The energy chapter, for example, holds immense importance, reflecting the opportunities in the Mexican energy sector. As the new administration takes office, we hope they recognize the potential in energy investments. Our focus moving forward is to encourage the new government to view the energy sector as a significant opportunity for Mexico and its people.

Q: How are US companies reacting to Mexico’s business climate?

A: Elections introduce an element of uncertainty. Nevertheless, we hold a degree of confidence in the two prominent contenders, Claudia Sheinbaum and Xóchitl Gálvez. Both seem to grasp the role investors play in Mexico's economic expansion and job creation. In my discussions with both candidates, I underscored that such opportunities translate into enhanced livelihoods, particularly for those just completing their education or embarking on their first job. US companies operating in Mexico actively contribute to the creation of such opportunities.

The USMCA incorporates a significant entrepreneurship component, which distinguishes it from NAFTA. This segment provides specific guidelines for small businesses, creating favorable conditions for their operations within the USMCA framework. SMEs hold great potential for future growth in the Mexican and US economies, making significant contributions to the economy in ways that larger corporations cannot replicate. We advocate for a heightened focus on supporting and nurturing the expansion of SMEs, fostering their growth and prosperity.

Q: What are the key distinctions you have observed between SMEs in Mexico and those in the US? 

A: The fundamental distinction lies in the robust agency supporting SMEs in the US. This agency, known as the Small Business Administration (SBA), not only offers financial backing but also equips SMEs with tools to enhance their professionalism. The SBA administrator holds a pivotal position directly appointed by the US president, underscoring its significance.

Regrettably, Mexico lacks an equivalent organization that can provide similar comprehensive support to local entrepreneurs. This arguably represents the most critical difference between the US and Mexico in terms of SME development. We hold hope that the new administration will prioritize establishing an organization akin to the SBA and endeavor to forge a robust partnership with it. Such efforts are vital for Mexico to bolster its economy and foster a thriving entrepreneurial landscape.

Q: What role does AMSOC play in facilitating investments across the Mexico-US border?

A: We maintain continuous engagement with border governments, particularly emphasizing the critical role of Laredo, Texas, in our bilateral relationship. Laredo is of paramount importance due to the volume of trade and logistics activities that transpire there, making it a pivotal border city and one of the foremost ports in the US.

Sinaloa is also a priority due to its significant agricultural activities. We greatly appreciate the state's focus on increasing agricultural produce exports to the US. During the Agricultural Summit in Guadalajara, we underscored the immense opportunities that await the agricultural sector in the US. There are also opportunities to expedite the transportation of produce to the US, ensuring fresher products for a market willing to pay a premium for quality.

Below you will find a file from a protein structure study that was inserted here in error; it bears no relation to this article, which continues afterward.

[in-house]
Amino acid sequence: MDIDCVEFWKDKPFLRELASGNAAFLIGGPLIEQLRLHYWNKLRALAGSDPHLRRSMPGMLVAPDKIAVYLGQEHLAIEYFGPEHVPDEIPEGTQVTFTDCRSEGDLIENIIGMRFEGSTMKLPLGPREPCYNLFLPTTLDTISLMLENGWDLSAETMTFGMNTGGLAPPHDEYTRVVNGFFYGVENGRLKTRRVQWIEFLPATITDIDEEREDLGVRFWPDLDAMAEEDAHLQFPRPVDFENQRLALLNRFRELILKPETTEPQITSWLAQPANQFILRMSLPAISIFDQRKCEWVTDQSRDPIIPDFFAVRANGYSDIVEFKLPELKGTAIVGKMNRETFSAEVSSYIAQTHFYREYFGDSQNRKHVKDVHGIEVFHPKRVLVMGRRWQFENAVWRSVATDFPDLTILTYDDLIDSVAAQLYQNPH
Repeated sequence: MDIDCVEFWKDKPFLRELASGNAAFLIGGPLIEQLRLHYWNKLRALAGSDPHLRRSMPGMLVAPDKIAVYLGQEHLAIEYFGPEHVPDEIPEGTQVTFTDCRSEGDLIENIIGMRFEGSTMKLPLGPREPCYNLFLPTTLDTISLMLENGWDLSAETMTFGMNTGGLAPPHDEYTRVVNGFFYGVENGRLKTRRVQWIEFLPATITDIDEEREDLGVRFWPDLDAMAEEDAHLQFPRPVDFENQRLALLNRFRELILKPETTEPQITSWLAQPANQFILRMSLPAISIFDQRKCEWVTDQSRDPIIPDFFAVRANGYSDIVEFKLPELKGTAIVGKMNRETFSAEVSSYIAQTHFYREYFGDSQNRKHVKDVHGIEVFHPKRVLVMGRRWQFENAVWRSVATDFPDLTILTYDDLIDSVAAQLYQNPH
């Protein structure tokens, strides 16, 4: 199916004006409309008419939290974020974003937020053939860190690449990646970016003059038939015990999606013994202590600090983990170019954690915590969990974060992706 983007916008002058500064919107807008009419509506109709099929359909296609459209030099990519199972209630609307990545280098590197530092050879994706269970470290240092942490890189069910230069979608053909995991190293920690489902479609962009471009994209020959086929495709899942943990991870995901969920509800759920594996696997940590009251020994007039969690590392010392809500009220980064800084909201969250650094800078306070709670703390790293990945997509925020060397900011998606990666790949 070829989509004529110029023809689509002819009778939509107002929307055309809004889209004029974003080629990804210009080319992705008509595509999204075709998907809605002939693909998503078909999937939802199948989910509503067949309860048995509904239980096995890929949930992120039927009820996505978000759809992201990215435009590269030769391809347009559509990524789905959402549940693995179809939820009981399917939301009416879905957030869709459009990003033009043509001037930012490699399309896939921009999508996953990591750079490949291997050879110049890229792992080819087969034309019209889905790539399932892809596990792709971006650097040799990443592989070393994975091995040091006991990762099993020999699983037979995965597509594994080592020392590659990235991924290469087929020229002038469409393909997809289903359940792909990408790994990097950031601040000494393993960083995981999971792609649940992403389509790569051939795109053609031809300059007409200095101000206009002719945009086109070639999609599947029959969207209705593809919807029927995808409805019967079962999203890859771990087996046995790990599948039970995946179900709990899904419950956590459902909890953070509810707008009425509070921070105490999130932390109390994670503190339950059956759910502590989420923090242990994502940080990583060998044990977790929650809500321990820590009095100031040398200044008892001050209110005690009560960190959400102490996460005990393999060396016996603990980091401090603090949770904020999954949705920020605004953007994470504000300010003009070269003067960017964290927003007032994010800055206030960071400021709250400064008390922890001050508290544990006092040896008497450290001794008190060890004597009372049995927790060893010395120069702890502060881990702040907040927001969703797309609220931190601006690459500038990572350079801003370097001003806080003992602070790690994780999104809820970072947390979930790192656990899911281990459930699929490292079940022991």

Q: What are AMSOC’s near-term goals and initiatives in the realm of trade, investment and cultural exchange between the US and Mexico?

A: We aim to increase the number of Mexican students pursuing education in the US. We are collaborating with the US ambassador on an initiative to facilitate this and we are also forging partnerships with many US universities to attract more Mexican students. To support this endeavor, we are working with organizations like Proyecta 10,000, offering grants and loans to make studying in the US more accessible for Mexican students. Moreover, we are actively engaged with US corporations in Mexico to provide internships and employment opportunities for Mexican students within these organizations. This not only benefits the students but also enriches US companies with diverse talent. 

We are also highly committed to promoting the impactful efforts of our 130 NGOs. These organizations are dedicated to serving underprivileged families, assisting children and providing support to individuals with mental or physical disabilities. Our collaboration with these NGOs helps further strengthen the relationship between US companies and Mexico.

Our organization will also focus on setting a robust agenda with the new president of Mexico. We are closely monitoring the upcoming elections and participating in the creation of content that addresses critical issues to make Mexico even more attractive for trade. Our ultimate goal is to enhance both the trade relationship and the relationship between Mexico and the US. We will continue to work closely with both governments to achieve these objectives.

The American Society of Mexico (AMSOC) is a nonprofit, nonpartisan organization established in 1942 to serve the US community in Mexico, which now consists of about 2 million people.